A contract for the sale of goods by which the seller reserves ownership (but not possession) of the goods until the price has been paid (usually by instalments). Such contracts are regulated by the Personal Property Security Act.
The legal term for the reason which induces a party to enter into a contract. Consideration may be in the form of a right, interest, profit or benefit accruing to one party. It may also be in the form of an agreement not to do something, or loss suffered by the other.
- consistency principle
The accounting rule which states that once a firm has selected a method of recording financial transactions from a number of alternative options, all of which are acceptable under generally accepted accounting principles, it will apply those principles over subsequent accounting periods.
- constant payment loan
A loan which is repaid by equal and consecutive instalments that include principal and interest.
The act of spending money on goods which decrease in value after the time of purchase (for example, the purchase of bread or a refrigerator). Contrast to Investment.
An agreement between two or more persons which creates an obligation to do or not to do a particular thing.
- contract of purchase and sale
A contract of purchase or sale of land which contains the obligations of the vendor and purchaser with respect to the purchase and sale.
- conversion (of an interest rate)
The process of changing an interest rate with one compounding frequency to an equivalent rate with a different compounding frequency.
The process of transferring an interest in land from one person to another by way of a transfer document. Conveyancing usually refers to the transfer of title to land but also includes dealings such as assignments, leases, and mortgages.
- corporate veil
In law, this refers to the distinct status of a corporation as a separate entity from its shareholders and corporate officers. Because a corporation is a separate entity, a person dealing with the corporation may not know the identities of the shareholders or officers. For example, the names of the owners of an incorporated business are not shown on its financial statements.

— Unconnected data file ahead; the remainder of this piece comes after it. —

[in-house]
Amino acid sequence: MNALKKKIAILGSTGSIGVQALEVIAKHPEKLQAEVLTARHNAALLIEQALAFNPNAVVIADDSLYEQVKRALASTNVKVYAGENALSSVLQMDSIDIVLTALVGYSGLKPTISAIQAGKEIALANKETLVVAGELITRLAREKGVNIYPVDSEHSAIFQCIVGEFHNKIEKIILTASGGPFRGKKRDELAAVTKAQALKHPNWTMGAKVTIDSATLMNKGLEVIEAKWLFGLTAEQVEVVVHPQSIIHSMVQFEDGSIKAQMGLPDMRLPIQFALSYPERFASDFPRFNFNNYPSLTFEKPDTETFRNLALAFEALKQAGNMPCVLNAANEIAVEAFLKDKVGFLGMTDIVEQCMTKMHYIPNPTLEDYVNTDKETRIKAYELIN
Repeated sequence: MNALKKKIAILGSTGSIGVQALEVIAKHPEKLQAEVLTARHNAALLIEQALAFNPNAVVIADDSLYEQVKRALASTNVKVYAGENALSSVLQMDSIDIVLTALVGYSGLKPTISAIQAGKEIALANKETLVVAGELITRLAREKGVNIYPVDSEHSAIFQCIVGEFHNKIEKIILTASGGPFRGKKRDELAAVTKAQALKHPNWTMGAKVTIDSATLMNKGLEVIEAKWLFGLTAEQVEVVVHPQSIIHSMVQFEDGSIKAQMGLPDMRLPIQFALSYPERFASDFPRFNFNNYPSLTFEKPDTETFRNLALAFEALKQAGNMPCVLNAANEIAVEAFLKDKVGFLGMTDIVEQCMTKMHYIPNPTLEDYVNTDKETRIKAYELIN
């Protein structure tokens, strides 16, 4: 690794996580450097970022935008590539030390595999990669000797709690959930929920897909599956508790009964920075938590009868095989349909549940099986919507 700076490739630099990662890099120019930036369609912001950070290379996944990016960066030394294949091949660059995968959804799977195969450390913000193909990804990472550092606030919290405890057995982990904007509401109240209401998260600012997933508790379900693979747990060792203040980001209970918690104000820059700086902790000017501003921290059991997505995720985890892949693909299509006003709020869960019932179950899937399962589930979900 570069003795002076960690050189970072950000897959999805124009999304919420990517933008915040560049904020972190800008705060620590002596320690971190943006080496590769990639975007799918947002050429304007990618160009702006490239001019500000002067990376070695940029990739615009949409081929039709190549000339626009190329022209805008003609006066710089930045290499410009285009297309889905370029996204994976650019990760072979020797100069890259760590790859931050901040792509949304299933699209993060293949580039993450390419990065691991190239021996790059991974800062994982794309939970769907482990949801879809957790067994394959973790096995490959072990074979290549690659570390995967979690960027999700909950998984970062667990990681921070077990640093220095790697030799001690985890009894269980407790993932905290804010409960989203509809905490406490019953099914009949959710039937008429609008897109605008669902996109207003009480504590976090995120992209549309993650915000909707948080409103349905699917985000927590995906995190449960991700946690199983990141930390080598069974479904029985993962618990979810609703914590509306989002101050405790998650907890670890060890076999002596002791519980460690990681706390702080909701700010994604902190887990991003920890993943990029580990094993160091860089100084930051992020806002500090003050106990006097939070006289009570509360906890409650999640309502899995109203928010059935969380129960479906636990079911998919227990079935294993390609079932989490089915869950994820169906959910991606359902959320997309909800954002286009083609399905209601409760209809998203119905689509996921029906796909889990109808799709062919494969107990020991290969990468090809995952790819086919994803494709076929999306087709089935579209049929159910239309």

A business entity which is owned by shareholders who decide on the general policies of the company through their elected Board of Directors. A corporation is a separate legal entity and therefore has the rights and liabilities of an individual.
- cost method
A method of appraisal which determines the value of a property by adding the market value of the site to the cost of replacing the existing building.
- cost of goods sold
The cost to the business of manufacturing or purchasing the items actually sold.
- cost principle
A generally accepted accounting principle which states that the historical cost of an asset must be reflected in a company's Financial Statements.
A statement by the recipient of the offer which has the legal effect of rejecting the offer and of proposing a new offer to the offeror (who then becomes the recipient of the "new" offer).
- court order enforcement act
An Act which, amongst other things, provides for the rights and remedies of individuals attempting to collect on judgments awarded by the Court.
For the purposes of this course a covenant is a promise contained within an agreement. The person making the covenant is called the covenantor and the person in whose favour it is made is called the covenantee.
- credit analysis
An investigation of a loan applicant's ability to repay.
A person to whom a debt is owed. Contrast to Debtor.
- curable depreciation
Wear and tear or outmoded design which can be corrected at a cost that is economically feasible (e.g., worn carpeting). Contrast to Incurable Depreciation.
- current assets
Those assets which will be converted into cash, sold, or consumed within one year or the normal operating cycle of a business, whichever is longer. Current Assets may include Cash, Marketable Securities, Accounts Receivable, Inventories, and Prepaid Expenses. Compare to Noncurrent Assets.
- current cost
The amount of money it would be necessary to spend today to reconstruct existing improvements. See also Historic Cost.
- current liabilities
Those Liabilities which are expected to be paid within one year. Current Liabilities may include Accounts Payable, Property Taxes Payable, Wages Payable, and Income Taxes Payable.